This cute book by Jennifer Peel had all the feels. If you haven’t read it yet, I highly recommend it (like all of her books). Here’s my 5-star review:
This is such an awesome, heart-tugging, fun story. Jake and Kasie are married and dropping their only child off to college. They married right after graduation senior year and Kasie has felt distance between her and her husband for a while now. She knows he regrets her roping him into a marriage he never wanted. He didn’t get to love the one he wanted, so he loved the one he’s with. She suggests they separate, since he doesn’t really love her anymore. He doesn’t argue, which breaks her heart even more.
And so begins the story of whether they can resurrect their love or not. It’s a great tear-jerker, but with enough comedic relief through a reality TV show to give you some laughs as well. I always love Peel’s books, and this was no exception. Super touching love story and character growth (my favorite part of a book).
Ah! I always love me an Amy Harmon book. And her latest, The Songbook of Benny Lament, touched and changed my heart in all the best ways. If you’ve never read one of her books before, you should. They are ridiculously amazing!
This book transported me into a different place and time. It’s set in the early 60s in a New York neighborhood run by the mob. Benny Lament (Benito Lomento) wants nothing to do with his family. Family means secrets. Family means being owned. Family means murder, corruption, and nothing good in his mind.
His life revolves around his music since he’s made a name for himself writing songs for big name artists. But when his father makes him come listen to a black girl named Esther Mine sing in a ghetto bar in another neighborhood, he is captivated against his will. But what he learns from his dad about Esther Mine’s birth parents makes him want to leave her alone. The woman can only bring trouble into his life. But Benny can’t get her voice out of his head, and though he runs from fate, it’s going to catch up to him.
What I loved about this book were the themes: racial prejudice, family ties and duties, and change. This story had heart, like all of Harmon’s books do. I came to love characters so different from me—mobsters, sassy black women, angry black men, conflicted Italians. I loved the sixties setting and all the history interwoven through the radio show. I love the self-reflection her stories inspire if you let them. Harmon’s stories are in no way preachy (I hate those kind of stories), but as you get inside the characters’ heads and experience life vicariously with them, I can’t help but stop and wonder, “Am I resisting change? Am I standing up for change? How could I do better?”
The plot showed racial prejudice from several different sides and lights. The author wrote about this touchy, sensitive subject masterfully. She didn’t try to tell me how I should be. She just told a story about how the world was, and how a few strong individuals stood up against the status quo to bring about change (a very slow change). I saw how easy it is to believe there is no racism (or more personally, to think I’m not racist), when really there’s a good chance there is and I am just unaware or ignorant of it because it’s not touching us/me right then.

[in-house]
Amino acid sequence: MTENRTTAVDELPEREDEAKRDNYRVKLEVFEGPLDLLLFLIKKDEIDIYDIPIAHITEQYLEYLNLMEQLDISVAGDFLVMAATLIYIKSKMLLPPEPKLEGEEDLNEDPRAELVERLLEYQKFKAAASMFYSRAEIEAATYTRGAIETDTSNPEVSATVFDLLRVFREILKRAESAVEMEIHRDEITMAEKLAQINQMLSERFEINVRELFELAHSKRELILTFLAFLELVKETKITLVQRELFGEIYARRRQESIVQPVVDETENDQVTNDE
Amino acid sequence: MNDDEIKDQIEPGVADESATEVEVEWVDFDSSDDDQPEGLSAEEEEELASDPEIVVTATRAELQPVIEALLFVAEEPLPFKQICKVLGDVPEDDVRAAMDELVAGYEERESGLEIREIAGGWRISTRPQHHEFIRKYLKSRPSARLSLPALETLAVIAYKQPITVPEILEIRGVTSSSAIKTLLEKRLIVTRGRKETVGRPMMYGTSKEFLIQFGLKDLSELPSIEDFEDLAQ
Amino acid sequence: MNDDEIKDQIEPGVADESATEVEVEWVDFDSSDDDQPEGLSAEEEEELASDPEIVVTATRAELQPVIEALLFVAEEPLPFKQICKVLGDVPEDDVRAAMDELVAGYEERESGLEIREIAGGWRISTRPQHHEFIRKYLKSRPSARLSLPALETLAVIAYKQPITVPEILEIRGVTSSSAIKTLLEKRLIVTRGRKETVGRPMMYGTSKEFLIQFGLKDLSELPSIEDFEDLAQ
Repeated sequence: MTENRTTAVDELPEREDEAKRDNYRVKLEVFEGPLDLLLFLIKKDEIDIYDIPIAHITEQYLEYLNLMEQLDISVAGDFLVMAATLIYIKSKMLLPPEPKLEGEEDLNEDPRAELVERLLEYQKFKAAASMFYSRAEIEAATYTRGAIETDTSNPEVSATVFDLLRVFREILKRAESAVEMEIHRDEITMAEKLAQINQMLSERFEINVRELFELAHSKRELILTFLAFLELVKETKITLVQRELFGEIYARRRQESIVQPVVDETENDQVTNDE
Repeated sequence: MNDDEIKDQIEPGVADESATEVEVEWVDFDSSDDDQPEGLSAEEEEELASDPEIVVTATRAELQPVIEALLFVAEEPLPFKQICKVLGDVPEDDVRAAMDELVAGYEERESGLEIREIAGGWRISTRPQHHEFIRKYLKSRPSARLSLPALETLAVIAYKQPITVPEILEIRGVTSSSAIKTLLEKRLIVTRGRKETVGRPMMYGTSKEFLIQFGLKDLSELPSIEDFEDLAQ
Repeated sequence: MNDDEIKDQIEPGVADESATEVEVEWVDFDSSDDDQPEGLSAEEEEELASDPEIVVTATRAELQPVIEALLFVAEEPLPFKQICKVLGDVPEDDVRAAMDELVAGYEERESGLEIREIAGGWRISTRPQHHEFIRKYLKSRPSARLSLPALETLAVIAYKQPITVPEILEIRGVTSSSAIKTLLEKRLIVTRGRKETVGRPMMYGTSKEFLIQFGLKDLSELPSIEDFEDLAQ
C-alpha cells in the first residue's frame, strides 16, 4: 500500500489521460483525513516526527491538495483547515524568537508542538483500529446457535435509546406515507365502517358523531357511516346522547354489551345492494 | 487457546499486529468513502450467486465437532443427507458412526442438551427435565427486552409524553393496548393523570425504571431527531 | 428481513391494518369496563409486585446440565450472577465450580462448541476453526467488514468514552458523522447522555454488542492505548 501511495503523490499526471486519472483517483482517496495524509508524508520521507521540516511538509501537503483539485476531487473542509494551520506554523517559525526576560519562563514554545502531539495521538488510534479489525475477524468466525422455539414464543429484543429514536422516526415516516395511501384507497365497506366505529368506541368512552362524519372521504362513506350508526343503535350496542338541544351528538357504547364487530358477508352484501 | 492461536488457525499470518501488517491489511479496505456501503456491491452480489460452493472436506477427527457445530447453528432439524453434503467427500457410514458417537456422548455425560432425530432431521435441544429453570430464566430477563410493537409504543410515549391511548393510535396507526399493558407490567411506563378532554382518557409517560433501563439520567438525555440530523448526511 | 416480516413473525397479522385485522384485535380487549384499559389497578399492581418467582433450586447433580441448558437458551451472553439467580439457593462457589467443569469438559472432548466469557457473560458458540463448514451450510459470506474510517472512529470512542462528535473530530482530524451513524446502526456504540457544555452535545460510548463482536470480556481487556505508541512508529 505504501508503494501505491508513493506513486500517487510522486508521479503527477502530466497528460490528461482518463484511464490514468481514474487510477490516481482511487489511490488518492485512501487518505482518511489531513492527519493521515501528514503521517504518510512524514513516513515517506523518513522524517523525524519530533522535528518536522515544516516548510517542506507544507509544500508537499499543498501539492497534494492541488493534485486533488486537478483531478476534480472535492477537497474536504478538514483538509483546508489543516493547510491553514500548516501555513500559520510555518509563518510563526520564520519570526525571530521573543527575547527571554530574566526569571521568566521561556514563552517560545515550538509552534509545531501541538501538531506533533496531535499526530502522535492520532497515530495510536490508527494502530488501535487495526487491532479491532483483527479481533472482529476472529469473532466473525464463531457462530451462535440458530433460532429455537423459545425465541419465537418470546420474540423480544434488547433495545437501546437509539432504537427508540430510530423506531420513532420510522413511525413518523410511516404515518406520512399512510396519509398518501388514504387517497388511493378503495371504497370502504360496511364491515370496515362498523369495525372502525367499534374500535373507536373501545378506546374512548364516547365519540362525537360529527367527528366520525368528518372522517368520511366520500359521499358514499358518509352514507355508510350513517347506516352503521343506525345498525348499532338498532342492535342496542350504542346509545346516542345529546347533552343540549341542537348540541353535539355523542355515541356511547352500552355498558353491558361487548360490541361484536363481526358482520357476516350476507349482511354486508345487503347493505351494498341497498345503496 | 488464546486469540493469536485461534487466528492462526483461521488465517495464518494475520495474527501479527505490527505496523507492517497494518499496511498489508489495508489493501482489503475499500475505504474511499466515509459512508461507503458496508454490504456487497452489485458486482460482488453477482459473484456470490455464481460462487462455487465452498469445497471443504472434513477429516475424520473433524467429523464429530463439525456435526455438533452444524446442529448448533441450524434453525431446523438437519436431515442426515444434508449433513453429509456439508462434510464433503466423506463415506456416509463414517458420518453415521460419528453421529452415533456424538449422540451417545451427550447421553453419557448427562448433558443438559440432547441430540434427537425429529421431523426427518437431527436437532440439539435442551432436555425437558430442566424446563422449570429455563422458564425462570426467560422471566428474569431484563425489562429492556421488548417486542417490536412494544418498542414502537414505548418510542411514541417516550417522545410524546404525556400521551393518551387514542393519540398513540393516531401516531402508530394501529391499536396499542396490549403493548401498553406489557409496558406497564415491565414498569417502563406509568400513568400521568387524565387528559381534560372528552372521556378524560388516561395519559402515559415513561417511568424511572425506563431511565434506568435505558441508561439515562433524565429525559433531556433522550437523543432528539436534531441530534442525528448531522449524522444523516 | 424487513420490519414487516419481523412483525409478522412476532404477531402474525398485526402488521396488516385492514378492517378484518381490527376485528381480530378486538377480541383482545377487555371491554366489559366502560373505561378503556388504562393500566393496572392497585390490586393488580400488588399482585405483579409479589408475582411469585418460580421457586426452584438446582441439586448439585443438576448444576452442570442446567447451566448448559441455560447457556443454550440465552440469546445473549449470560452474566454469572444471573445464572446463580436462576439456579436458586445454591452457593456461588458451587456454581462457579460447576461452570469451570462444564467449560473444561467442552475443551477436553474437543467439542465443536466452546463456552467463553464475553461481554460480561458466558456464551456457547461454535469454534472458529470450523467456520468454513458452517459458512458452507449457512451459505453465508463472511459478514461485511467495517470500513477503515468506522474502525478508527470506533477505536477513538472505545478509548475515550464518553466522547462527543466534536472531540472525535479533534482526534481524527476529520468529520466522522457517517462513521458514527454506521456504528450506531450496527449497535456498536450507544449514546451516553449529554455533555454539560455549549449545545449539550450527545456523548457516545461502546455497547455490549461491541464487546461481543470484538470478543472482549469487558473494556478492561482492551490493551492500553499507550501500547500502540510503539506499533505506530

Amy Harmon’s stories always plant a seed of change in my heart. That’s why I love them. She started writing this back in 2019 before all the civil unrest exploded here in the US. After reading this, I want to do better at challenging my cultural and societal beliefs, to make sure I never get cozy in a world where I’m only looking out for myself. I want to do better at making sure I’m always changing in a way that is including others, not excluding them. I want to be changing in ways that unite others in diversity, instead of clinging to my comfortable cliques or tribes. Anyway, I have nothing but praise for this book. The author tackled a hard subject with difficult characters, and did it with honesty and grace.
Sometimes the best way to hide is in the spotlight. If the whole world knows who you are, it’s harder to snuff you out.”
Prejudice is human nature, and it isn’t always ugly or violent or even obvious. We all make judgments, some of them justified, some of them not. We’re taught a certain way of thinking and doing, we’re taught to blame or justify, and a lot of the time we don’t even know we’re doing it. And that’s true of everybody. Not just white people. I told Esther she had a chip on her shoulder, and she told me I had a blind spot.”
If you’re tired of subpar books, look no farther than Amy Harmon. Her storytelling won’t disappoint you. Happy reading.
A reader recently told me she really enjoyed all of KM Shea’s fantasies, so I gave this author a try…and I have really liked her so far. I haven’t read a ton yet, so I’m no expert on all her books. But the Hall of Blood and Mercy series has been super fun and intriguing. Here’s the blurb for the first book–Magic Forged.
I’m one scrappy wizard. As someone with barely a flicker of magic, I’ve spent my life being mocked and surviving fights with bullies. But when my parents die in an accident, and I find myself responsible for our whole wizard house and family, I know my usual tactics aren’t going to cut it.